Road Warrior

'Mindful' things: Airlines aim for friendlier skies

Harriet Baskas, Special to CNBC
A commercial airliner lands at Washington Dulles International Airport.
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It's stressful in the air nowadays, but some airlines are making new efforts to ease the pain.

Much of the recent news associated with flying is of the bad variety and has frayed the nerves of travelers and airline workers alike. That has made some carriers redouble their efforts to put the friendly back into flying the skies.

Recently, Hawaiian Airlines became the first U.S. carrier to attain Platinum status for Fast Travel Implementation from the International Air Transport Association, which lauded the carrier's wide menu of stress-busting initiatives that make checking in and tagging bags easier.

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In conjunction with new A380 service between San Francisco and London, British Airways has rolled out a new health and wellness campaign that offers tips on healthy eating and videos that encourage travelers to reduce stress by being "mindful" fliers.

In an effort to help passengers improve their mindfulness, BA decided to introduce in-flight videos on the topic on flights between San Francisco and London. "The San Francisco community is an early adopter of mindfulness and realizes the importance of integrating the practices into everyday life," said Caroline Titmuss, VP of Americas Marketing for British Airways.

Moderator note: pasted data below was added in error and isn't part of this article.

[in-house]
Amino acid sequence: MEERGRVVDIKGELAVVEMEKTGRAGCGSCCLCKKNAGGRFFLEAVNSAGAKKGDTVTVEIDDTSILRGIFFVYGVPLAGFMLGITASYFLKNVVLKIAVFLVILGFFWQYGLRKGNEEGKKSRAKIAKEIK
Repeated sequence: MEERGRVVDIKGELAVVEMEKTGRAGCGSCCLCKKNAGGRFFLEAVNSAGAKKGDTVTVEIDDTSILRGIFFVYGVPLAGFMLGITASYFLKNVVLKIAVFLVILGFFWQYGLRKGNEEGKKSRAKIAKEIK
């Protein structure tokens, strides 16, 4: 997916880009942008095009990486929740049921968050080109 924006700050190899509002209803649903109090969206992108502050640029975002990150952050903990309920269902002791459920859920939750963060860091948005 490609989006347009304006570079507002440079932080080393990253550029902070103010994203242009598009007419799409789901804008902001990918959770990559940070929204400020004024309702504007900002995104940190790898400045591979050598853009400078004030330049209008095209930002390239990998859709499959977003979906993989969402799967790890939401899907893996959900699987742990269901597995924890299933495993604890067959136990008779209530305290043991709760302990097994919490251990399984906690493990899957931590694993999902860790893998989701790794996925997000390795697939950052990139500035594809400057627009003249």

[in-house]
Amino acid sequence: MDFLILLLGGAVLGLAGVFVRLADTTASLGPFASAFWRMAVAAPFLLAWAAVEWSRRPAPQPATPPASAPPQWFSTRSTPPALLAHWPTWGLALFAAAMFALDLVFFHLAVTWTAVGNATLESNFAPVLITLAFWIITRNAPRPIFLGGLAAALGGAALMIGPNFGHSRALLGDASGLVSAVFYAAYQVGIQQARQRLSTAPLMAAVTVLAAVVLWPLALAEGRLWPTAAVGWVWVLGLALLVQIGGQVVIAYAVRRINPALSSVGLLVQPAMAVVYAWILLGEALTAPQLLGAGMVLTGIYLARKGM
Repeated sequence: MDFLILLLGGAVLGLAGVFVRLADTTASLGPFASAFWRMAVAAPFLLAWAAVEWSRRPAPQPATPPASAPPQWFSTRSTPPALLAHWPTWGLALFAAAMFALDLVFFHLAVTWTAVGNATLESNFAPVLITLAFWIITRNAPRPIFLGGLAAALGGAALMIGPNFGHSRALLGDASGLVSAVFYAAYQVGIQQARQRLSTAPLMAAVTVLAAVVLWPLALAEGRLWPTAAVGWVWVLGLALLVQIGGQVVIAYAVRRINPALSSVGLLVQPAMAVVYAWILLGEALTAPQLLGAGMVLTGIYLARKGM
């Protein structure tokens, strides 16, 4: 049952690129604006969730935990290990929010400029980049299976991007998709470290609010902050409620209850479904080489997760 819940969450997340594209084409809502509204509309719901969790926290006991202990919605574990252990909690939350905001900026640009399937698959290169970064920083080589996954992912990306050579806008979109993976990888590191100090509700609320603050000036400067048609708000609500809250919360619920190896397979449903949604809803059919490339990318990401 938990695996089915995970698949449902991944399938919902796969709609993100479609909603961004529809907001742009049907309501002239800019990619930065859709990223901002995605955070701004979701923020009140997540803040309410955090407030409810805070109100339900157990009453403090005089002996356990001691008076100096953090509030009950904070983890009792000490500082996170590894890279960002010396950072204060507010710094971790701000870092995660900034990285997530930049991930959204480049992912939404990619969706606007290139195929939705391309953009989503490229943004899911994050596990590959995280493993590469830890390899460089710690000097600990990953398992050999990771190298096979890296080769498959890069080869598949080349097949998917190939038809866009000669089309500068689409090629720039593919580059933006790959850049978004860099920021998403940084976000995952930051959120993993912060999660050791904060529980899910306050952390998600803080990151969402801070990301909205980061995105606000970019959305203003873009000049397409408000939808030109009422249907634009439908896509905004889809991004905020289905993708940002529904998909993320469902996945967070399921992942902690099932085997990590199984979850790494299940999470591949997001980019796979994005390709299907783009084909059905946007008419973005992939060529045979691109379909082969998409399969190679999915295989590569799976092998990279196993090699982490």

"Some of the biggest Silicon Valley companies [Google, for example] are even offering special classes to their employees," she added.

Be mindful of mindfulness

Best & worst airlines
Best & worst airlines

So why all the touchy-feely behavior? It may be part of an attempt to address the growing problem of air rage—particularly as the costs of travel keep rising. New surveys show that travelers don't necessarily think the money airlines are making translates into better service.

Amid the frustration, enter the gurus of mindful behavior.

"The mindfulness techniques are calm, breathing exercises for internal focus and greater self-awareness," said San Francisco-based Mindfulness Consultant Mark Coleman. His videos are now featured on BA's website.

He adds that stress-busting before and during flights helps create "a calm, clear state of mind so that [fliers are] able to handle distractions with poise and ease." Mindfulness while traveling not only helps passengers stay calm during flights, he says, the exercises can also help reduce jet lag after touchdown.

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"Reduced stress, improved mental and physical well-being and clarity of mind are all factors that allow travelers to feel better after a long trip," Coleman added.

The initiatives coincide with National Stress Awareness Month, which falls in April and comes at a time as consumers are taking a dim view of the airline industry.

In its annual Airline Quality Rating,Wichita State University and Embry-Riddle Aeronautical University researchers ran the numbers on airline mishaps. They found that numerous complaints about mishandled baggage, customer complaints and on-time performance—all big factors behind traveling stress levels—led to a decline in the industry's overall ratings last year.

"It is easy to understand why passengers and many of the airline employees they encounter are not happy and are significantly frustrated," said Brent Bowen, study co-researcher and dean of the College of Aviation at Embry-Riddle.

"With the high profits being realized by airlines, it is evident they are not investing in customer service and restoring employee concessions given up during the economic decline," he added.

—Harriet Baskas is the author of seven books, including "Hidden Treasures: What Museums Can't or Won't Show You," and the Stuck at the Airport blog. Follow her on Twitter at @hbaskas. Follow Road Warrior at @CNBCtravel.